Vietnam is one of the poorest countries in the world. Many of its people are badly nourished; some, particularly children, are starving to death. Vietnam is also one of the world’s largest military powers. It maintains an army of over one million troops, a quarter of them stationed abroad—200,000 in Kampuchea, 40,000 in Laos.
Vietnam has appealed for food aid from the West. Almost none has been given. Hardly any aid of any kind reaches Vietnam now, except from the Soviet bloc. American policy, inspired by China and adopted by Western Europe, is, straightforwardly, to “bleed” Vietnam. In fact, Vietnam has gone on bleeding since the end of the war. When I went there earlier this year—my first visit to the north and my first since 1975 to the south—the place seemed as moving and perplexing as it had before, its problems still insoluble.
The poverty of Vietnam is clear at Hanoi’s airport—the customs area is a decrepit shed. The road into town is crowded with old carts full of wood and bricks and pulled by thin horses or even by people. The bridges over the river, bombed by the Americans, have still not been repaired; traffic crawls across temporary, flimsy constructions.
I was met by a guide from the foreign ministry, an intelligent and friendly man in his thirties who spent the next two weeks with me, We drove in a large Soviet car to the Hoa Bin Hotel. There is one modern hotel, designed by Cubans, just outside the city and two older ones, the Tong Nhat (Reunification) and the Hoa Bin (Peace) in the city center. The Tong Nhat has a faded, 1930s elegance; it is the principal meeting place for foreigners, and several countries actually have their embassies in its rooms. The Hoa Bin is cheaper and more run-down. The interior is cavernous and gloomy, with its walls ripped apart to expose the wiring, and a vestibule in which old Vietnamese men and women sip tea, Lao students strut around, and Russians drink vodka. It is a good place to stop and stare.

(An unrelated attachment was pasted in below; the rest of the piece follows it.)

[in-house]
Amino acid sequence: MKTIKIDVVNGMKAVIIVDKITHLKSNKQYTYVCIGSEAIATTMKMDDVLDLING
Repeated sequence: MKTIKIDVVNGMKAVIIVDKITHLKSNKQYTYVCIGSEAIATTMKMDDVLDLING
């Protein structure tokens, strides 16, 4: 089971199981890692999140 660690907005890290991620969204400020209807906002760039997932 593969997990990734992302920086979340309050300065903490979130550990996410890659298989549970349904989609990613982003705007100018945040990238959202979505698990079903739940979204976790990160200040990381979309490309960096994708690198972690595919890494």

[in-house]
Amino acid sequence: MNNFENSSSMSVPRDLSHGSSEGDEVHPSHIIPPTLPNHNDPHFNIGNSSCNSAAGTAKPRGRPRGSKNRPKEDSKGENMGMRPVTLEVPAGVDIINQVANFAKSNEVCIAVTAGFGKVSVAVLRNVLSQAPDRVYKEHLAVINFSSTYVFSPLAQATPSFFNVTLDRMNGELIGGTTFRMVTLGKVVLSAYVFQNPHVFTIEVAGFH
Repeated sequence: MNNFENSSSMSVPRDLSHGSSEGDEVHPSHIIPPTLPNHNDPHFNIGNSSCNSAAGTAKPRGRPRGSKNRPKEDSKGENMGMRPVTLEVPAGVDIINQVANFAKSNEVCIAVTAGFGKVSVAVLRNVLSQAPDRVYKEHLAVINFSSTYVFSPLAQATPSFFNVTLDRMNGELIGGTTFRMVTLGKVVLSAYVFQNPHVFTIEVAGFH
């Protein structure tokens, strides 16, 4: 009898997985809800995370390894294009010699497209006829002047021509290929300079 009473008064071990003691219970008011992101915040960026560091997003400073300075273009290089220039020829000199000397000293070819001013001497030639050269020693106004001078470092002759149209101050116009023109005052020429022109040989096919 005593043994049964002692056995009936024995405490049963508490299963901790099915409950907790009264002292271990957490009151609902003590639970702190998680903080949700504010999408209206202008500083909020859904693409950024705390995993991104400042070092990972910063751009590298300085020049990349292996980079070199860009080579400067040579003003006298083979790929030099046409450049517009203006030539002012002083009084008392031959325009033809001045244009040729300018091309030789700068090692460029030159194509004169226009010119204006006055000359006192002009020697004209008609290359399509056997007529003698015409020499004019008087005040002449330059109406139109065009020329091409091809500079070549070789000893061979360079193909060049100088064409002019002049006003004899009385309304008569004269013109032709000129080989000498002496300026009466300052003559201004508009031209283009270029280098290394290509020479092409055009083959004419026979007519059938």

Hanoi looks like a pretty pre-World War II French provincial city whose authorities have spent no money on it for years. In the suburbs some workers’ flats have been thrown together since the end of the war for the south. Their construction is so poor that they look much older than the stylized villas built in the French days.
The state shops are empty, gloomy places, with few goods on display and those of poor quality. But in the last year the government has, in an effort to give people more money, lifted all sorts of restrictions on private enterprise. All along the streets are people selling bread, sweet corn, soup. Others refill ballpoint pens with surgical syringes. Cigarettes are sold one at a time. The most sought-after foreign brand is “555” from Britain. A man with a pack of these is rich.
In all …
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Vietnam: An Exchange December 3, 1981